Firstly, let me state that this tutorial has generated a lot of discussion in a small amount of time. I’d like to state that this is not the only way to shoot brackets for HDR in the Nikon D800 and there are other methods using a cable release and shooting at Continuous High (CH) which has less potential to have cloud or foliage movement show up in the final image, since it is done in a shorter time period. People have messaged me discussing the option for being able to set all different Bracket settings into their User banks A, B, C and D, which I’m told can be done (this would be great !). Can we do this in mirror lock up mode ? What about starting the bracket with a timer of 10 seconds will this rule out the shake from you pressing the shutter release and tripod movement ? We all have lots of Questions !
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HERE’S THE TUTORIAL YOU NEED ! IN DETAIL
What I’ve shared is open for discussion and is a work in progress, so if you have any information to add to the discussion or want to say thanks leave your comment below and we can all learn the best method that suits us individually, and all this information is free so you can take it with a grain of salt. I’ve just noticed a lack of information and sharing of technique on HDR on the D800, HDR bracket choices on the D800 and HDR User bank settings on the D800 and felt like facilitating an environment to further our understanding of it.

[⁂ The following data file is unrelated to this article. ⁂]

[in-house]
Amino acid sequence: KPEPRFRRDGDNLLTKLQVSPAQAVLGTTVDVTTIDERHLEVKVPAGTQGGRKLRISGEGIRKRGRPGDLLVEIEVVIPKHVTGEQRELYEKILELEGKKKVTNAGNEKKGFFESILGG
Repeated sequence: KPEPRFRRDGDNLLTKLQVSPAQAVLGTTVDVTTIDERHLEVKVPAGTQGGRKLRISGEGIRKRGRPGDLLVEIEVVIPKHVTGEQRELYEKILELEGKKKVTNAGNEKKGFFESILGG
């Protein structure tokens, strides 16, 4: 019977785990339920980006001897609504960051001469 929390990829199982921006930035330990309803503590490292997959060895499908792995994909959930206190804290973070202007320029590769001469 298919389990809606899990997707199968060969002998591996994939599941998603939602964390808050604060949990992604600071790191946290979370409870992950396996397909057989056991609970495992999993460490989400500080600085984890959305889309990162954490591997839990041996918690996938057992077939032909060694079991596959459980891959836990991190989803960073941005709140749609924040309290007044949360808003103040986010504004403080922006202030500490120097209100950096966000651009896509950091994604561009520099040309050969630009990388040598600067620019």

So all that said (BIG breath in ! haha) I have written this guide for those of you out there who have purchased a Nikon D800 and are unsure on how to setup your camera to take bracketed sequences for HDR images at the press of a button ! Im offering one method on how you can achieve this without a remote and just pressing your shutter button once without holding it down.